Triangle Interior


The interior of the triangle is the set of all points inside a triangle, i.e., the set of all points in the convex hull of the triangle's vertices.

The simplest way to determine if a point lies inside a triangle is to check the number of points in the convex hull of the vertices of the triangle adjoined with the point in question. If the hull has three points, the point lies in the triangle's interior; if it is four, it lies outside the triangle.

To determine if a given point v lies in the interior of a given triangle, consider an individual vertex, denoted v_0, and let v_1 and v_2 be the vectors from v_0 to the other two vertices. Expressing the vector from v_0 to v in terms of v_1 and v_2 then gives


where a and b are constants. Solving for a and b gives

a=(det(v v_2)-det(v_0 v_2))/(det(v_1 v_2))
b=-(det(v v_1)-det(v_0 v_1))/(det(v_1 v_2)),


 det(u v)=uxv=u_xv_y-u_yv_x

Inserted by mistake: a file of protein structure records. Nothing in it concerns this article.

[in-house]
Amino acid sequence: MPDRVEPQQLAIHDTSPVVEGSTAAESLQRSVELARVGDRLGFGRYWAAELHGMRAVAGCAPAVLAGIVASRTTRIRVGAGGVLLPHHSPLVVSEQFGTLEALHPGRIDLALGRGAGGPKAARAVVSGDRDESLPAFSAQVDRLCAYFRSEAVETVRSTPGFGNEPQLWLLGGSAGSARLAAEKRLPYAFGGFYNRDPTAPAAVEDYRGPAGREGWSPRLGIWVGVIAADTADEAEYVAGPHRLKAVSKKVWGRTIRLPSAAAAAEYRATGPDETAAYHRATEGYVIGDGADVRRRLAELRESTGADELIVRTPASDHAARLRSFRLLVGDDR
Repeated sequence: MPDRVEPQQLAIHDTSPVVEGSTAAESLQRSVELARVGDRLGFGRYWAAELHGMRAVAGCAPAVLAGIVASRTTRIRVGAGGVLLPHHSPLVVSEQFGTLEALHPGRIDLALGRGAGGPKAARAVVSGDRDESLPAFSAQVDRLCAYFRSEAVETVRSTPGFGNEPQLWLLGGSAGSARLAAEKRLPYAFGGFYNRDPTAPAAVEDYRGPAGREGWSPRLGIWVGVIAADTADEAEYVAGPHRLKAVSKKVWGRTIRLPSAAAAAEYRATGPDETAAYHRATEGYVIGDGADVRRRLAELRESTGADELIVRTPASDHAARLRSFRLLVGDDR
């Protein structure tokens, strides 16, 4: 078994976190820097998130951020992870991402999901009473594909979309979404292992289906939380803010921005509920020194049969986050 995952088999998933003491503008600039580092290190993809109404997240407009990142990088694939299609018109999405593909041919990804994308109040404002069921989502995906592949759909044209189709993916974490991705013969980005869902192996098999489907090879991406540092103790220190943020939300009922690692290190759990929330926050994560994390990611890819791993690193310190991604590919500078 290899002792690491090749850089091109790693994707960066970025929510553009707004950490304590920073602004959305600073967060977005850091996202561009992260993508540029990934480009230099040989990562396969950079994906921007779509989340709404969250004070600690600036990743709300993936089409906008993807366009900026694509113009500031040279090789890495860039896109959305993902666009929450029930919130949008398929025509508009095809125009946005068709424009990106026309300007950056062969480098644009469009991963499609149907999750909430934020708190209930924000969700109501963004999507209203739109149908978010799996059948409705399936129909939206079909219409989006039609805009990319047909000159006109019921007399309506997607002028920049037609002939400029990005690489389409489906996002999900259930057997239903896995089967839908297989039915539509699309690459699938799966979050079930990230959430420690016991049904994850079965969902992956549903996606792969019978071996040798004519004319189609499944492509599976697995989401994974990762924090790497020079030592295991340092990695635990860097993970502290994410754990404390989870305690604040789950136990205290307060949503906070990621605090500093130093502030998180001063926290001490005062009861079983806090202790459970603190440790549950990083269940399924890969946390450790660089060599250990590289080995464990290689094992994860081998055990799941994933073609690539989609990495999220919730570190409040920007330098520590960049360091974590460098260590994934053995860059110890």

is the determinant of the matrix formed from the column vectors u and v. Then the point v lies in the interior of the triangle if a,b>0 and a+b<1.

If the convex hull of the triangle vertices plus the point v_0 is bounded by four points, the point v_0 lies outside the triangle. However, if it contains three points, the point v_0 may lie either in the interior or in the exterior.

See also

Convex Hull, Triangle, Triangle Point Picking

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Cite this as:

Weisstein, Eric W. "Triangle Interior." From MathWorld--A Wolfram Web Resource.

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